Guatemalan cuisine is a mix of culinary traditions of the aborginal population that inhabited the land and of those of her later colonizers. This mix of Mayan and Spanish culinary traditions is reflective of cuisince of another country: Mexico. There are thus dishes with similar sounding names but different interpretations (like the enchilidas) as well as dishes with different names in the two cultures but that have a similar culinary composition. The Atolillo Guatemalteco or Guatemalan Atolillo is very similar to the Mexican Atole, a sweet drink that is consumed warm. While Mexican Atole is made with masa harina, the Atolillo Guatemalteco is made with rice milk. Requiring just a handful of ingredients that most would have in the pantry, the drink comes together very quickly (does require overnight soaking of the rice). A comforting drink with the warmth of cinnamon and vanilla and the taste of arroz con leche, the Atolillo Guatemalteco is perfect for a cold evening in Feburary. Details
Thanks to your generous support of Together Women Rise in 2021, our Board has approved two, $50,000 Impact Partnership Grants to AMPLIFY Girls and The Colectivo.
In the past, we awarded Impact Partnership Grants to UNICEF USA and the Peace Corps. Our new Impact Partnership Grants are taking us in a new direction, funding “collectives” — networks of organizations working together to increase their impact on a shared goal. “By funding this collective approach, we can have a deeper impact and more sustainable outcomes for women and girls,” said Betsy Smulyan, Interim President and CEO. “We are particularly excited to invest in AMPLIFY and The Colectivo because these networks include several of Rise’s past grantees.”
This month’s recipe is Pupusa from Guatemala. Pupusas are stuffed tortilla snacks often sold by street vendors. Traditionally, Pupusa are stuffed with beans and cheese but you can find many varieties with various vegetables and pulled meat. Details
“Mucho gusto!” (Nice to meet you!) from a familiar voice in a new setting. This is Vinola, your writer of “Customs and Cuisines” bringing you the Proven Platter for March 2020. And as the greeting hinted, this month we dine to benefit women and children in the Spanish-speaking country, Guatemala. Details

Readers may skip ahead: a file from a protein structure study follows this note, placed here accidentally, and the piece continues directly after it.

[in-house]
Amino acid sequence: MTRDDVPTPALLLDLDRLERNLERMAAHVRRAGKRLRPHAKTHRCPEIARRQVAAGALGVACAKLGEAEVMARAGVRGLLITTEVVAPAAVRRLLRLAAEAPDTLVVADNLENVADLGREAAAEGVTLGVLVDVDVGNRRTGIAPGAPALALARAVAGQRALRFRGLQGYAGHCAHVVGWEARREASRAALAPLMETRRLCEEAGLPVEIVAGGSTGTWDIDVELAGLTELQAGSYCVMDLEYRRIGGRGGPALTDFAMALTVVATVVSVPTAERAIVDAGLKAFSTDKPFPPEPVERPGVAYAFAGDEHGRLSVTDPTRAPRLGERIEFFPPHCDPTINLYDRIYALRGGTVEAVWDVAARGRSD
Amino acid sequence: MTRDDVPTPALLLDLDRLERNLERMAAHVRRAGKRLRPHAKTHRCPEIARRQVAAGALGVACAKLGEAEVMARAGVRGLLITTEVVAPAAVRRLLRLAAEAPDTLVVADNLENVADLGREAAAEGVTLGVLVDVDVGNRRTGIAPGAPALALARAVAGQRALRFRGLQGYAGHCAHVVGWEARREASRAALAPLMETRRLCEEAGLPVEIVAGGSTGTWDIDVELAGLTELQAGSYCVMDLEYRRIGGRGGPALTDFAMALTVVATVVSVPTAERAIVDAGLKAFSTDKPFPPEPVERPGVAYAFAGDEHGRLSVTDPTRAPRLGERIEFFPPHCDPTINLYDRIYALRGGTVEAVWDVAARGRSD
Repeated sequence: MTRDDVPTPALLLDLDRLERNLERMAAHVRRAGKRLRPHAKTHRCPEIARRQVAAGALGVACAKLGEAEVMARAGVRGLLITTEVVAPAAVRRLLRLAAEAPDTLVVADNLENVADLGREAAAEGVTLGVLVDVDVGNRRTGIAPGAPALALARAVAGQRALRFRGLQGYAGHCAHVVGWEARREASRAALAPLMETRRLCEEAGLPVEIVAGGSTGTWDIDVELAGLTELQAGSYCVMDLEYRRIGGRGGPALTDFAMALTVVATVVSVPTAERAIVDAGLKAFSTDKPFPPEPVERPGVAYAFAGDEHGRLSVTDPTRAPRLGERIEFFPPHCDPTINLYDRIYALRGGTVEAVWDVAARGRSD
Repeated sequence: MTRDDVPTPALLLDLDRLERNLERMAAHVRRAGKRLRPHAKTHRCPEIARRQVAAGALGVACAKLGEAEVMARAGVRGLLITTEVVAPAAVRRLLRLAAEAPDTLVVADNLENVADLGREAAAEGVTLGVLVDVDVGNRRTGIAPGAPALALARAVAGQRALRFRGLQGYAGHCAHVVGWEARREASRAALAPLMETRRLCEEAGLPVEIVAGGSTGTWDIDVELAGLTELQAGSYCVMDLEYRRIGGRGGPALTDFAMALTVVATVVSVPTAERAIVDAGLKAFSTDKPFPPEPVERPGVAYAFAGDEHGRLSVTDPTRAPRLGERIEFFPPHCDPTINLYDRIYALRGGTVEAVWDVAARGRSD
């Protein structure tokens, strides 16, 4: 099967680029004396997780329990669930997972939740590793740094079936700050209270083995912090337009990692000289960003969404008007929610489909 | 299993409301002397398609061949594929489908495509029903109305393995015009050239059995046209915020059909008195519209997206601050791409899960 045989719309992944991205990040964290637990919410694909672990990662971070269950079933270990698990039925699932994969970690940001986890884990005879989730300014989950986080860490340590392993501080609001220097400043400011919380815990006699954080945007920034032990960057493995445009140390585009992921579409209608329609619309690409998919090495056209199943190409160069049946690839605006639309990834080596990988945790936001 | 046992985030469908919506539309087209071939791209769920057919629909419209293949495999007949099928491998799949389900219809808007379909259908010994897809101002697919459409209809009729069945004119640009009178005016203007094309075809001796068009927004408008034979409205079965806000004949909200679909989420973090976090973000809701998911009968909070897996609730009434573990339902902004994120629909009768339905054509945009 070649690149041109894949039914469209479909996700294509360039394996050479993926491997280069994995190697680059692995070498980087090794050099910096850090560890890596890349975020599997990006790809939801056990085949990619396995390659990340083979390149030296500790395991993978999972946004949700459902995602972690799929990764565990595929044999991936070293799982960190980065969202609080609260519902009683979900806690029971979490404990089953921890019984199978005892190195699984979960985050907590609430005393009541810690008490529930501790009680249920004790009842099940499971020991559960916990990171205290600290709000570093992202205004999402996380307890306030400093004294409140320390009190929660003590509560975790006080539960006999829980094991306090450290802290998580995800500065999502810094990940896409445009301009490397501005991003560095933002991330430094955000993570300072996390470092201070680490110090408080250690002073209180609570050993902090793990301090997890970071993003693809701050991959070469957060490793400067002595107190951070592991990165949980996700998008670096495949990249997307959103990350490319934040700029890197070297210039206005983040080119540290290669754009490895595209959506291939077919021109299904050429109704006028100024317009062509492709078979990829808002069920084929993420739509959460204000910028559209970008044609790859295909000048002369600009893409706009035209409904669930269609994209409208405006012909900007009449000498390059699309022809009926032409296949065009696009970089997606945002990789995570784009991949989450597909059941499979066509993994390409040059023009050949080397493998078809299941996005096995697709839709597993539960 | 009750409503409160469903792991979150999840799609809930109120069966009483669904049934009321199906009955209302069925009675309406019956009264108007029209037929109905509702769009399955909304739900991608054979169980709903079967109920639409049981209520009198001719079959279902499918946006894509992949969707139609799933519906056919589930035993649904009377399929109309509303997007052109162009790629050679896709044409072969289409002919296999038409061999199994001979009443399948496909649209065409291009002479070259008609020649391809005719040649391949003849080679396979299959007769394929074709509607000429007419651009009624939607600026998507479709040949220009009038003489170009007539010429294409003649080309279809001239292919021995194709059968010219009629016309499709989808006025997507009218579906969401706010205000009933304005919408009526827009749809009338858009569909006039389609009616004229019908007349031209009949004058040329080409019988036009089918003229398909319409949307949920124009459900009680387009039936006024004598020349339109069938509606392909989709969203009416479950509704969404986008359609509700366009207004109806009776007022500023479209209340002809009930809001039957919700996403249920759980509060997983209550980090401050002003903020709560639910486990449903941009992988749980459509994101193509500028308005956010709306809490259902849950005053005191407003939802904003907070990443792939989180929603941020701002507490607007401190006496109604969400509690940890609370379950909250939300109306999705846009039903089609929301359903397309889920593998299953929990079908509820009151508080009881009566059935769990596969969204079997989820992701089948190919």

It was fitting to start our first full day in Guatemala going back in time to the Iximche /ee-sheem-chay/ ruins between Antigua and Panajachel. Iximche was the capital of the Kaqkichel Mayan Kingdom from 1470-1524 prior to Spanish conquest. Over 100 structures have been found at Iximche which is composed of four large plazas strung out along a ridge and protected by a deep moat. Buildings include palaces, numerous pyramid temples and residences, and a couple of ball courts. Details
By Emmy Holt, Dining for Women member, SC, Greenville-7 chapter
After being served breakfast at the hotel, we walked down to the dock in Panajachel where we climbed into motor boats and crossed Lake Atlitlan (translation: “near the volcano”) to San Juan La Laguna. What a beautiful lake, formed from a crater after the 1853 volcanic eruption! The lake connects the villages, is 12 miles long, and over 1000 feet deep. From the lake we could see three cone-shaped volcanos- Atitlan, Toliman, and San Pedro. Details
By Suzanne Spitzer, Dining for Women member, SC, Greenville-7 chapter
Guatemala faces some of the highest levels of violence against women and girls in the world, has the third highest femicide rate globally, and ranks third lowest in the region on the Gender Inequality Index. Rural indigenous women and girls are disproportionately impacted due in part to their social isolation and limited access to resources. Details
By Chris King, Co-leader of DFW’s CA, San Francisco-1 chapter and member of DFW’s Advocacy Committee
Extreme poverty is an unrelenting churn of chaos and difficulty for families, yet they survive. There is a lot of pressure for people to leave the violence and poverty they face in a country like Guatemala. Details
I am pretty excited about what I’ve got planned for you this month. The country of Guatemala is on the docket. We’ll start out with some guacamole and chips, Guatemalan style, just to whet our appetites. Then it’s on to the main course, Fiambre Rojo. Think of an enormous Italian antipasto platter and you’ll get the idea of what fiambre is all about. And for dessert, how about some dark chocolate crepes filled with a dreamy dulce de leche filling? Yes, please! Details
Our dining destination this month is the country of Guatemala. I always get pretty excited when we are visiting Latin American countries, as their cuisine is one of my favorites, a close second to Italian! Details
This month we travel to Guatemala. Oh how I love the food of Central America! While Guatemala does not seem to have a national dish, tamales are very popular. I hesitate to share a recipe with you because they’re pretty labor intensive. Instead, how about something simple, refreshing and different, like a Cabbage and Beet Tostada?